Michael said he and Susan support the Museum because they “believe the cost and sacrifice of protecting our freedom and liberties needs to be shared with both current and future generations. We also believe the world should understand how strong a free citizen military can respond when provoked.” They feel that all who visit the Museum “cannot help but come away with some level of appreciation for the contributions that American soldiers and civilians made during WWII. I encourage everyone to visit the Museum and bring their friends and family. Each time I go there I enjoy it more and the people I bring enjoy it also.”
Museum President Gordon H. “Nick” Mueller said the institution “has always turned to its national board for leadership and support, and we are inspired by the generosity of Susan and Michael Ashner. The Breaching the German Frontier gallery that they are sponsoring in our new pavilion will bring to life the story of the daunting challenges faced by our citizen soldiers even during the final phases of the war in Europe.”
Michael also recently began his second three-year term on the Museum’s Board of Trustees. The National WWII Museum is extremely grateful for Michael’s leadership on the board and for Michael and Susan’s strong show of support for the Road to Victory capital campaign.
Post by Lauren Bevis, Donor Relations Coordinator, and Ashley Nash, Prospect Coordinator.
We’ve been hard at work this summer adding on to our digital collection of WWII-era yearbooks, See You Next Year: High School Yearbooks from WWII. In addition to being a great classroom tool to teach students about using primary sources, these yearbooks provide a unique perspective on WWII, allowing visitors to experience the setbacks and triumphs of the war through the eyes of America’s youth.
Named after the late 19th century poet and Dayton native, Paul Laurence Dunbar High School was initially intended to be a middle school, but soon admitted high school students as well due to its immediate popularity. Dunbar followed in the tradition of America’s first all-black high school in Washington, D.C., with which it shares a name. The school also served as a center of employment for African American teachers, who often found themselves unemployed after completing teacher training due to the preference for hiring white teachers. Emphasizing that separate truly is inherently unequal, Dunbar’s yearbook more closely resembles a pamphlet in its design; there are no individual student portraits, no extravagant prom photos, and it is smaller than yearbooks at white high schools, measuring at less than 8×10 inches.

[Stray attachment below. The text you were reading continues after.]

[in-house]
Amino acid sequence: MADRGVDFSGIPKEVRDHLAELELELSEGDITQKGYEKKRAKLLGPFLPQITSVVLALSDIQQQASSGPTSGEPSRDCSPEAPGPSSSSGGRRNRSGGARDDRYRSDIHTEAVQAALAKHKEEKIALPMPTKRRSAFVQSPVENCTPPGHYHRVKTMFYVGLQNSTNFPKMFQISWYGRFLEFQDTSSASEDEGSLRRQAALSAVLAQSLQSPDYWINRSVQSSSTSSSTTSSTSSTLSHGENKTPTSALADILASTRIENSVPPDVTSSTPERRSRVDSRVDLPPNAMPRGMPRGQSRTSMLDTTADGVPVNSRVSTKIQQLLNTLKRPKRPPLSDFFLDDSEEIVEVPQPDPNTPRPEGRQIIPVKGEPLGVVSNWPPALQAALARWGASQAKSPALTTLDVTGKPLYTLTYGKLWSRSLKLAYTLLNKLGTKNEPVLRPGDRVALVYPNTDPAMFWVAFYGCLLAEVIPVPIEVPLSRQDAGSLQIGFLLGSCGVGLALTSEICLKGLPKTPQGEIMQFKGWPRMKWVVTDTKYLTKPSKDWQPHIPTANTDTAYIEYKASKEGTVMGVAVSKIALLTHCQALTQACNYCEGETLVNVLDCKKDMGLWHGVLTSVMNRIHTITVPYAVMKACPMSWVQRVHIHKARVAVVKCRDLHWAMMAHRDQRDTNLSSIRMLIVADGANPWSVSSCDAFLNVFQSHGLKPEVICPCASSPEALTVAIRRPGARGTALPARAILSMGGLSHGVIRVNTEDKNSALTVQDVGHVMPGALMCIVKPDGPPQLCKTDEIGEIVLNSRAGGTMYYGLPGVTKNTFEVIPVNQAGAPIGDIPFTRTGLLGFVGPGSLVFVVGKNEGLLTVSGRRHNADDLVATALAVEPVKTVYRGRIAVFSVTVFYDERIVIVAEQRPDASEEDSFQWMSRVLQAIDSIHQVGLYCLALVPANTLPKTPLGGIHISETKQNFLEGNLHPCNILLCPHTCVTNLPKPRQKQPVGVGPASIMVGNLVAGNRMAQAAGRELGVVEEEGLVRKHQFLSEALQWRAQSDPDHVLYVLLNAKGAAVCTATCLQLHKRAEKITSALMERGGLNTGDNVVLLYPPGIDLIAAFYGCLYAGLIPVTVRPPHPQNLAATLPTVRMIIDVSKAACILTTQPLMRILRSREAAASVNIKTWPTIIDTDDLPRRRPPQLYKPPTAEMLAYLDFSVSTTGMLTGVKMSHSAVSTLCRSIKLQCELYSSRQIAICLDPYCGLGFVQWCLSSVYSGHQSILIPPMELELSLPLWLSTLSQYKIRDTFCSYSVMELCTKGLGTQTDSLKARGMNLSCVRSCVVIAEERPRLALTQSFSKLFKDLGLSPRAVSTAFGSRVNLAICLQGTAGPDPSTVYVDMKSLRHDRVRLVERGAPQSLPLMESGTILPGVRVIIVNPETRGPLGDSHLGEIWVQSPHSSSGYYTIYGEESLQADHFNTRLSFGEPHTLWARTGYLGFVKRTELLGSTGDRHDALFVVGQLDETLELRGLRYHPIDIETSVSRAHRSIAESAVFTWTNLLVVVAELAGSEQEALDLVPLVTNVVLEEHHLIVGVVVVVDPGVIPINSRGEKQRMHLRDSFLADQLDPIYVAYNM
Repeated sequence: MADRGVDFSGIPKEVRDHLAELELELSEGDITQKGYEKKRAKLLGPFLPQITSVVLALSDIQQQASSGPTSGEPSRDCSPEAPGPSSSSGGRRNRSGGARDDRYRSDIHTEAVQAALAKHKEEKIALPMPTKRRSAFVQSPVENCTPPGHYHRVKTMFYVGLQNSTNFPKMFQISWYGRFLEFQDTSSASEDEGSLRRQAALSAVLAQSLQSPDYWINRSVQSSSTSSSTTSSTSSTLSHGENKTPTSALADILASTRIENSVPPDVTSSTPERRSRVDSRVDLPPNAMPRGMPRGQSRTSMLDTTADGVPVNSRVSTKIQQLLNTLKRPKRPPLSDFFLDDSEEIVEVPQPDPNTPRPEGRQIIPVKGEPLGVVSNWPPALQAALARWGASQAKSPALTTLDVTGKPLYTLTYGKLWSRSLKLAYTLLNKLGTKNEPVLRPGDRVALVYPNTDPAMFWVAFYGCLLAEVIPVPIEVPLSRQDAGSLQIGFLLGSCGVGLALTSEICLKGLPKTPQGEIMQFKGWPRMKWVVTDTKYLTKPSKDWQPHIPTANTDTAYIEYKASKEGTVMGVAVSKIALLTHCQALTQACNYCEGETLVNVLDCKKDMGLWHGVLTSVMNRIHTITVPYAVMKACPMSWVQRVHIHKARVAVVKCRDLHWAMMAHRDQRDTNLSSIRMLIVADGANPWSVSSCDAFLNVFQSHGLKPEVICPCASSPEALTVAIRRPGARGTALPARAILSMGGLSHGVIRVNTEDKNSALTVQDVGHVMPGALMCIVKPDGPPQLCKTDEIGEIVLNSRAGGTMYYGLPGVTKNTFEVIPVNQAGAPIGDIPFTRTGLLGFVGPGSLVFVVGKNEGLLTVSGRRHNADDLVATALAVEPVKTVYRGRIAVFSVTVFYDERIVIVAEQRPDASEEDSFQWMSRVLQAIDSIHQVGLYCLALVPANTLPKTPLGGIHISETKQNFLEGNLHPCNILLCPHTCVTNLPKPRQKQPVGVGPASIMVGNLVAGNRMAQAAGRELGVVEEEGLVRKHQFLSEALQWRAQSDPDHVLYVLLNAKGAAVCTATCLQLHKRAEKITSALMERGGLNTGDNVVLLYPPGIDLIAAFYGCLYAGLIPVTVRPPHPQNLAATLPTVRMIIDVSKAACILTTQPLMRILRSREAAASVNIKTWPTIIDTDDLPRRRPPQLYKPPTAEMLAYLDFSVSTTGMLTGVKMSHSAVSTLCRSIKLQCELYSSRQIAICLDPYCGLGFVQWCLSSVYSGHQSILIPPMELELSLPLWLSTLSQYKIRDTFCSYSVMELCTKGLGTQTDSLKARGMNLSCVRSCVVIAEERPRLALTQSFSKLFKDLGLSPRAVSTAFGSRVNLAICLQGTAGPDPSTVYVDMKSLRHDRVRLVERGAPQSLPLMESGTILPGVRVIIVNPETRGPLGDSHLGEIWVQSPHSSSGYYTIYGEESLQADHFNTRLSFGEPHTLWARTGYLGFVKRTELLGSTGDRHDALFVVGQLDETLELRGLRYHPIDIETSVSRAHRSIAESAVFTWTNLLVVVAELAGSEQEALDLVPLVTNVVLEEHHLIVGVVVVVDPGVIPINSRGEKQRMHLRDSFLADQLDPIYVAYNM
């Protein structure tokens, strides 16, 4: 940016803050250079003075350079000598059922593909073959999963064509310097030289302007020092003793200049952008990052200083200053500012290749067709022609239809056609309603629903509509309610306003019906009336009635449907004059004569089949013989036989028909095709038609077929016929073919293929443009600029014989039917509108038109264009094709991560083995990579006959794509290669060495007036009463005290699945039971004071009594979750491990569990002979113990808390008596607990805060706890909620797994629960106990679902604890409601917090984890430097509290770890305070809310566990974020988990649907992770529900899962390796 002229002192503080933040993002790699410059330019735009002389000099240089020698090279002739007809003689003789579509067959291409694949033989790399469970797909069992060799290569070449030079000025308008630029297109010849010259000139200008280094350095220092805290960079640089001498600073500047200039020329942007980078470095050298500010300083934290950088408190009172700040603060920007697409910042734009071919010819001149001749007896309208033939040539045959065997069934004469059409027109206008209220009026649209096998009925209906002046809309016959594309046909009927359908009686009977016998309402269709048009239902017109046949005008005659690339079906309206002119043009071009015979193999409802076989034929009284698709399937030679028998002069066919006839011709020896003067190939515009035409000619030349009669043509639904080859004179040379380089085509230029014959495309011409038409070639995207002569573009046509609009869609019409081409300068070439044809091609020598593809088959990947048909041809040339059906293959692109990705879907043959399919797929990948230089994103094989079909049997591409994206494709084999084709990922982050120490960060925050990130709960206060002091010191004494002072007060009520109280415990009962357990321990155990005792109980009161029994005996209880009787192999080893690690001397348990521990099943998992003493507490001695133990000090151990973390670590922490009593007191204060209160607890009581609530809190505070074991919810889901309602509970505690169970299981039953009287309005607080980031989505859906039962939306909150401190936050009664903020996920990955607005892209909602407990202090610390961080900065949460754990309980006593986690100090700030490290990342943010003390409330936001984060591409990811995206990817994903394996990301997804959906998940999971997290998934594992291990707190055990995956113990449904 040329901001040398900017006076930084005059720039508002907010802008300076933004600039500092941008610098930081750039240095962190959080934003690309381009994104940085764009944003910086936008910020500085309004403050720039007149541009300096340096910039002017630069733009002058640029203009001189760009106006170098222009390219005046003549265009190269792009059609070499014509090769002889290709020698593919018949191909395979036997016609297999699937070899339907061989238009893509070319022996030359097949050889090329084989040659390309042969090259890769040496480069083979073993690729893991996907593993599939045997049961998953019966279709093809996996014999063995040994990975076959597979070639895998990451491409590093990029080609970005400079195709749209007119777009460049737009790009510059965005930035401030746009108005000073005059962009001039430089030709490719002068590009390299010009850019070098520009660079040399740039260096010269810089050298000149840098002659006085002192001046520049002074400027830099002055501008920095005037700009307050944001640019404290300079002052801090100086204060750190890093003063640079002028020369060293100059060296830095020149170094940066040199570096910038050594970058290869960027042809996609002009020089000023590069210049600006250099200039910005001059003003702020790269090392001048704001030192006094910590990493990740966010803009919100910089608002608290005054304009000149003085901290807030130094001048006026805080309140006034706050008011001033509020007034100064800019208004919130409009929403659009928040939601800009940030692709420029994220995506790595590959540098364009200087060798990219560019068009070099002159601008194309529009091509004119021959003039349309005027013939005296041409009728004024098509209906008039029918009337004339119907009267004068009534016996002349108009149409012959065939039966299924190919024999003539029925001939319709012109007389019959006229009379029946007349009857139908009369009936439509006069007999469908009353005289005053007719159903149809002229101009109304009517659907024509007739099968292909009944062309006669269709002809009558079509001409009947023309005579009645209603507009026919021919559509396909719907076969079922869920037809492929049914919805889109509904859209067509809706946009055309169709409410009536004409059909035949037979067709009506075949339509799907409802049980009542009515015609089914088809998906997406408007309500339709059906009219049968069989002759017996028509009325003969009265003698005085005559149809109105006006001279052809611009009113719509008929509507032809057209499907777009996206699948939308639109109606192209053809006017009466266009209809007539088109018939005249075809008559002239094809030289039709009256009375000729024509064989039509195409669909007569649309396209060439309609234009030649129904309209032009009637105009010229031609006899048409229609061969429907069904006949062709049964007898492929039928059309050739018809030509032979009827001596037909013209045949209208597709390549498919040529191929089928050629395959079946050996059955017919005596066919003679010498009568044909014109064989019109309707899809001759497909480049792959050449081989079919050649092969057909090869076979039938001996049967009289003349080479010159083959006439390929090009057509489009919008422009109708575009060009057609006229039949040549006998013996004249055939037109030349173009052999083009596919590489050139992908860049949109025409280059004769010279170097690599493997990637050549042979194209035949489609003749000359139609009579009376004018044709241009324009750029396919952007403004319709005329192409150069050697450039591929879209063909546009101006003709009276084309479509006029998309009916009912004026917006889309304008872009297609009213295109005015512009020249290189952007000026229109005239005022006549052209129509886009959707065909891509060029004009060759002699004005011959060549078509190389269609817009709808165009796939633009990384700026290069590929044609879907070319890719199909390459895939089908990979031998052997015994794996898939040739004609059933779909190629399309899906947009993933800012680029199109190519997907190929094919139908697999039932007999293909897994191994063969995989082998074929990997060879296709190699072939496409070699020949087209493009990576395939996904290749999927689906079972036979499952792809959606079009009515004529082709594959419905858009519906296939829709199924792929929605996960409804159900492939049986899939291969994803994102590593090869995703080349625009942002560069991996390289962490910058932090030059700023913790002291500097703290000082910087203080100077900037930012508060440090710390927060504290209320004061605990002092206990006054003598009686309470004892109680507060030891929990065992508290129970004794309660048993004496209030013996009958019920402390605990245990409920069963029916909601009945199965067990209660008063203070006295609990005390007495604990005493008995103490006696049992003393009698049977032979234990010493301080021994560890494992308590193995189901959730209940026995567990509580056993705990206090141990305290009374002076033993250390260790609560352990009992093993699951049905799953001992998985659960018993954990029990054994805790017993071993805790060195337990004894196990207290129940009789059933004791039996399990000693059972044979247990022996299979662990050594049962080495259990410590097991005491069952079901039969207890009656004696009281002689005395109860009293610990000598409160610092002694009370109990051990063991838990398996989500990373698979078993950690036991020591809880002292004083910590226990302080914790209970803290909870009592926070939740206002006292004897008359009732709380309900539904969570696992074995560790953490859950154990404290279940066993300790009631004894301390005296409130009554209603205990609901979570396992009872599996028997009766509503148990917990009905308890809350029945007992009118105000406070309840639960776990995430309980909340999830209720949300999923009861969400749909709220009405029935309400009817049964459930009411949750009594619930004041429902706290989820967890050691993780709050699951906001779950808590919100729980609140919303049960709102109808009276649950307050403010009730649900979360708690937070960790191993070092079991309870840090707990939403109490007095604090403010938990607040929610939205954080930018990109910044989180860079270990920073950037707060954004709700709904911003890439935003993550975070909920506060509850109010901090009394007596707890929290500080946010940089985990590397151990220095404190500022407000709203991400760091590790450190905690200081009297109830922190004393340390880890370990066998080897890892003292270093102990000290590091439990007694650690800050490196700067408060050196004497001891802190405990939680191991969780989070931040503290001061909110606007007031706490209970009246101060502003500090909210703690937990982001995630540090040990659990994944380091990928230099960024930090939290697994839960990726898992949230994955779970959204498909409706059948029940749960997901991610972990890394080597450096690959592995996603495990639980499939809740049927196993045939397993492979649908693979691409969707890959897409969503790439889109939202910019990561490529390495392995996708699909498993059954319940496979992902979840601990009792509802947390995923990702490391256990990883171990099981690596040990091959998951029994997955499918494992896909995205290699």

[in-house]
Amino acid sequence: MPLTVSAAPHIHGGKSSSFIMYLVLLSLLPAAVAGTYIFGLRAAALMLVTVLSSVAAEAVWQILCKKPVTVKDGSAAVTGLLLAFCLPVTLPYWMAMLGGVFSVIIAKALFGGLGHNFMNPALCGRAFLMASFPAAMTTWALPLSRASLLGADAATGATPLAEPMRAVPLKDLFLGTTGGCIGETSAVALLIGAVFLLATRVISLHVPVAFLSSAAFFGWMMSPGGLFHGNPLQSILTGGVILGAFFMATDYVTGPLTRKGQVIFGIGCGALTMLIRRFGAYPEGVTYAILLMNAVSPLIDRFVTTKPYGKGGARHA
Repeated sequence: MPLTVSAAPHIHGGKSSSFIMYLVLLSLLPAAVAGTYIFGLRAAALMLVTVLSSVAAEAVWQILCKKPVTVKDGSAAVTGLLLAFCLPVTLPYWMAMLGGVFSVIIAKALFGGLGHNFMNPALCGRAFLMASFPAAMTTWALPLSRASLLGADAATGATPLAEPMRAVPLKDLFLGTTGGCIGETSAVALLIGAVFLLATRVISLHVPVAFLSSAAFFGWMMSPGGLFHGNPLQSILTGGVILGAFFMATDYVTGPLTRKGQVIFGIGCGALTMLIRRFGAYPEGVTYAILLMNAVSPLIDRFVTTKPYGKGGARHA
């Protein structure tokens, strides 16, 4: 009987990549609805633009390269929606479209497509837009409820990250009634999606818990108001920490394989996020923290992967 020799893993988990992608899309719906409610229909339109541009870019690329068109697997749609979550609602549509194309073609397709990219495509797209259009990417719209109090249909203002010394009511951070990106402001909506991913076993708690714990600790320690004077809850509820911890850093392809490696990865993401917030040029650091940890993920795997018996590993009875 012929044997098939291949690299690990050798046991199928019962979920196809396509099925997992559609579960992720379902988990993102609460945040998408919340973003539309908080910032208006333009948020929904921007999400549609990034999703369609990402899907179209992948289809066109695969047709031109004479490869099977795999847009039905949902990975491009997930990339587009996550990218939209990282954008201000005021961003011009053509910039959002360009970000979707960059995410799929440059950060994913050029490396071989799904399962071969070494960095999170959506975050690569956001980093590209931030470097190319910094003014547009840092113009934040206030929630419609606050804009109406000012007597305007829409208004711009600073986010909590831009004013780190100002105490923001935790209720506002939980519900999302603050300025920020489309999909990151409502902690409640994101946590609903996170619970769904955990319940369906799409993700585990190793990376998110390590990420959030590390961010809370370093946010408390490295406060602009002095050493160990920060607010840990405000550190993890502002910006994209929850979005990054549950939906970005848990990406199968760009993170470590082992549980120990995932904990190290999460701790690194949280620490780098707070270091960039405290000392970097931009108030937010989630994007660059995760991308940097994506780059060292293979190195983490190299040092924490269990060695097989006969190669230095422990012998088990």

Founded in 1784, the Moses Brown School is one of the oldest preparatory schools in the US. Its founder and namesake, Moses Brown, was a Quaker abolitionist and started the school to educate other young Quakers. While originally co-ed in accordance with the Quaker belief of gender equality, the school became boys-only in 1926, and would remain so for 50 years. The yearbook itself was put together during America’s earliest official involvement in World War II, and went to print several months after the attack on Pearl Harbor. A thorough class history documents the fear and confusion students felt, and discusses how faculty became air-raid wardens. While the school’s Quaker tradition was anti-war, many students ultimately joined the military. The school would also hire many veterans after the war to serve on their faculty, several from nearby Brown University, where many local Providence veterans used their GI Bill to earn a degree.